Trump says US to end Hong Kong’s preferential treatment, withdraw from WHO

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Trump addresses a news conference on China in the Rose Garden of the White House. PHOTO: REUTERS

WASHINGTON - The United States will end its preferential treatment of Hong Kong and cut ties with the World Health Organisation (WHO), said President Donald Trump on Friday (May 29) in a broad sweep of announcements responding to what he called a "pattern of misconduct" by Beijing.

"The United States wants an open and constructive relationship with China but achieving that requires us to vigorously defend our national interests," he said, at a briefing where he also announced action over China's handling of the Covid-19 outbreak, state-directed industrial espionage, and fraud by Chinese companies.

The US will revoke Hong Kong's preferential treatment as a customs and travel territory from the rest of China, said Mr Trump at the White House Rose Garden.

He added that the policy change will affect the full range of US-Hong Kong agreements from extradition to export controls, with few exceptions.

The US has treated Hong Kong separately from mainland China in matters of trade and commerce by law, which spared the city's exports from US tariffs on Chinese goods as part of the trade war.

Mr Trump's announcements come days after the Secretary of State Mike Pompeo certified that Hong Kong was no longer autonomous from China to warrant special treatment, in response to recent developments, including an imminent national security law that would tighten the central government's control over Hong Kong.

"China claims it is protecting national security, but the truth is that Hong Kong was secure and prosperous as a free society. Beijing's decision extends the reach of China's security apparatus into what was once a bastion of liberty," said Mr Trump.

The US will also sanction mainland Chinese and Hong Kong officials involved in "absolutely smothering" Hong Kong's freedom, and the State Department will revise its travel advisory for Hong Kong to reflect the "increased danger of surveillance and punishment by the Chinese state security apparatus", said the President.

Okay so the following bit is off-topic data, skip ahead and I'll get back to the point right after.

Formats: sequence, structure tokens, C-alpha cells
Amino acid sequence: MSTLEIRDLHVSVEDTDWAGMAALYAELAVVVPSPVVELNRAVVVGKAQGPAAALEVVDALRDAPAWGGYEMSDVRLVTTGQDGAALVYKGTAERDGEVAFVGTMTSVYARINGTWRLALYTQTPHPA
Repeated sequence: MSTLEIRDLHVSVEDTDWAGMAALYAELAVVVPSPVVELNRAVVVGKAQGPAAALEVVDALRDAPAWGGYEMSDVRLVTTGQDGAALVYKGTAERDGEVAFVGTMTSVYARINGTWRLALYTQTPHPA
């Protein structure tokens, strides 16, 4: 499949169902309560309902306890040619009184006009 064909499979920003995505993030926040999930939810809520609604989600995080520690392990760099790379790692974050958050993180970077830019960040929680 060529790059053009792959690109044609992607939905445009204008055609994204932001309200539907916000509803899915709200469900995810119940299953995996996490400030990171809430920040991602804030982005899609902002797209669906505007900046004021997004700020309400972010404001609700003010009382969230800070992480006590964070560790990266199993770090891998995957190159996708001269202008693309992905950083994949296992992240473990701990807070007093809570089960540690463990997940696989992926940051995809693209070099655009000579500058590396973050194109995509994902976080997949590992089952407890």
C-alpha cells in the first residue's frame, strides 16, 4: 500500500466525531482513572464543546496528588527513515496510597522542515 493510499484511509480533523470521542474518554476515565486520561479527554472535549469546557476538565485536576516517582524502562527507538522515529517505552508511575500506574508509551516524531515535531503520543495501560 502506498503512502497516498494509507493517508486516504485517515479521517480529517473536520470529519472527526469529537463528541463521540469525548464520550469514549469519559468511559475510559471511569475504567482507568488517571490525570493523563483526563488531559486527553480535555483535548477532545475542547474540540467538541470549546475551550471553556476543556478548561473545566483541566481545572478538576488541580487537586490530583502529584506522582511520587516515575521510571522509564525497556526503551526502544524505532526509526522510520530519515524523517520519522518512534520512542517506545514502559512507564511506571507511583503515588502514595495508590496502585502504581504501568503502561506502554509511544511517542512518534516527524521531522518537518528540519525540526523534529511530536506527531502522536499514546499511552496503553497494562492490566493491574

He did not give a timeline for when the actions would be taken, nor did he answer questions from reporters.

The US will also end its relationship with the World Health Organisation, which Mr Trump accused of being under the "total control" of the Chinese government.

He said that Chinese officials ignored their reporting obligations to the WHO and pressed the WHO to mislead the world when Chinese authorities first discovered the virus, attacks on the global health agency which critics say are meant to distract from the high coronavirus case count and death toll at home.

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Mr Trump last week threatened to permanently end America's funding for and membership of the WHO unless it committed to snap reforms, which he did not publicly detail. Just over a week later on Friday, Mr Trump said the WHO "refused to act".

Mr Trump said he was instructing the Presidential Working Group on Financial Markets to study the practices of Chinese companies listed on US financial markets, so as to protect American investors.

"Investment firms should not be subjecting their clients to the hidden and undue risks associated with financing Chinese companies that don't play by the same rules," he said.

The move comes on the heels of a Senate Bill passed last week that could delist Chinese companies from American exchanges if they fail to let a federal watchdog look into their books, following long-running concerns from investors about the lack of transparency from Chinese companies.

The Trump administration also issued a proclamation to block certain Chinese nationals identified as security risks from entering the US on student or exchange programme visas.

The move was aimed at dismantling China's ability to use graduate students to steal intellectual property and technology from the United States, said the White House. It added that students who come to the United States for legitimate reasons would not be affected.

Said Centre for the National Interest senior director Harry Kazianis: "Trump now seems set to cast Beijing into a Cold War-style adversary, a sort of enemy along the lines of the old Soviet Union, a foe America must rise to the challenge against and contain its actions."

He added: "From quitting the WHO, blaming China for the coronavirus, to now trying to take Beijing to task for its actions in Hong Kong, a dangerous superpower showdown is brewing that could set the direction of US foreign policy for the next decade or more."

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